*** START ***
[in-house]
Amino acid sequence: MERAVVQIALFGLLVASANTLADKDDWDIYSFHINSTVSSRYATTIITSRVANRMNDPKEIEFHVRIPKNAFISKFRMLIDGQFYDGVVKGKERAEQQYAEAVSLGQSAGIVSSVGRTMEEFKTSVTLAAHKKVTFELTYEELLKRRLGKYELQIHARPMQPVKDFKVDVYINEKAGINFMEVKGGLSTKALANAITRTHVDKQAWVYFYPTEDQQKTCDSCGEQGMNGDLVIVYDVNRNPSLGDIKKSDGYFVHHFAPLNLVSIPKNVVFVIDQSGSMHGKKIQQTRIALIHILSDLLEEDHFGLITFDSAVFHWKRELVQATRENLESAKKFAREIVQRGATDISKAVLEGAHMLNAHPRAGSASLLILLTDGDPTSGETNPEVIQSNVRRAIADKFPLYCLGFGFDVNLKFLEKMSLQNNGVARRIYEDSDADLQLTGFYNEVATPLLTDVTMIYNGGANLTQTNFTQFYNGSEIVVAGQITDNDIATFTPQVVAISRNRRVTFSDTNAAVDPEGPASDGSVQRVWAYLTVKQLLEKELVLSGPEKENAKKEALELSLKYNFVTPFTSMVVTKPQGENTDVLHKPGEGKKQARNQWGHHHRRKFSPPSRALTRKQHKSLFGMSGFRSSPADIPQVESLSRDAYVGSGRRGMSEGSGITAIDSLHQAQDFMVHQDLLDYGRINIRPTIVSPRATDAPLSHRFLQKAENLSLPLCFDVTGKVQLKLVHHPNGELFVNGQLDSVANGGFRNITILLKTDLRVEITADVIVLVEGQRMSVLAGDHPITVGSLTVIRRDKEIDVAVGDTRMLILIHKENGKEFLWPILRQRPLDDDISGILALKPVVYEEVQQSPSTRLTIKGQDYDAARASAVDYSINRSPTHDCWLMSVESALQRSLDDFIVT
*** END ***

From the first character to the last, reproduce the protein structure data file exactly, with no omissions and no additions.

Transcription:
[in-house]
Amino acid sequence: MERAVVQIALFGLLVASANTLADKDDWDIYSFHINSTVSSRYATTIITSRVANRMNDPKEIEFHVRIPKNAFISKFRMLIDGQFYDGVVKGKERAEQQYAEAVSLGQSAGIVSSVGRTMEEFKTSVTLAAHKKVTFELTYEELLKRRLGKYELQIHARPMQPVKDFKVDVYINEKAGINFMEVKGGLSTKALANAITRTHVDKQAWVYFYPTEDQQKTCDSCGEQGMNGDLVIVYDVNRNPSLGDIKKSDGYFVHHFAPLNLVSIPKNVVFVIDQSGSMHGKKIQQTRIALIHILSDLLEEDHFGLITFDSAVFHWKRELVQATRENLESAKKFAREIVQRGATDISKAVLEGAHMLNAHPRAGSASLLILLTDGDPTSGETNPEVIQSNVRRAIADKFPLYCLGFGFDVNLKFLEKMSLQNNGVARRIYEDSDADLQLTGFYNEVATPLLTDVTMIYNGGANLTQTNFTQFYNGSEIVVAGQITDNDIATFTPQVVAISRNRRVTFSDTNAAVDPEGPASDGSVQRVWAYLTVKQLLEKELVLSGPEKENAKKEALELSLKYNFVTPFTSMVVTKPQGENTDVLHKPGEGKKQARNQWGHHHRRKFSPPSRALTRKQHKSLFGMSGFRSSPADIPQVESLSRDAYVGSGRRGMSEGSGITAIDSLHQAQDFMVHQDLLDYGRINIRPTIVSPRATDAPLSHRFLQKAENLSLPLCFDVTGKVQLKLVHHPNGELFVNGQLDSVANGGFRNITILLKTDLRVEITADVIVLVEGQRMSVLAGDHPITVGSLTVIRRDKEIDVAVGDTRMLILIHKENGKEFLWPILRQRPLDDDISGILALKPVVYEEVQQSPSTRLTIKGQDYDAARASAVDYSINRSPTHDCWLMSVESALQRSLDDFIVT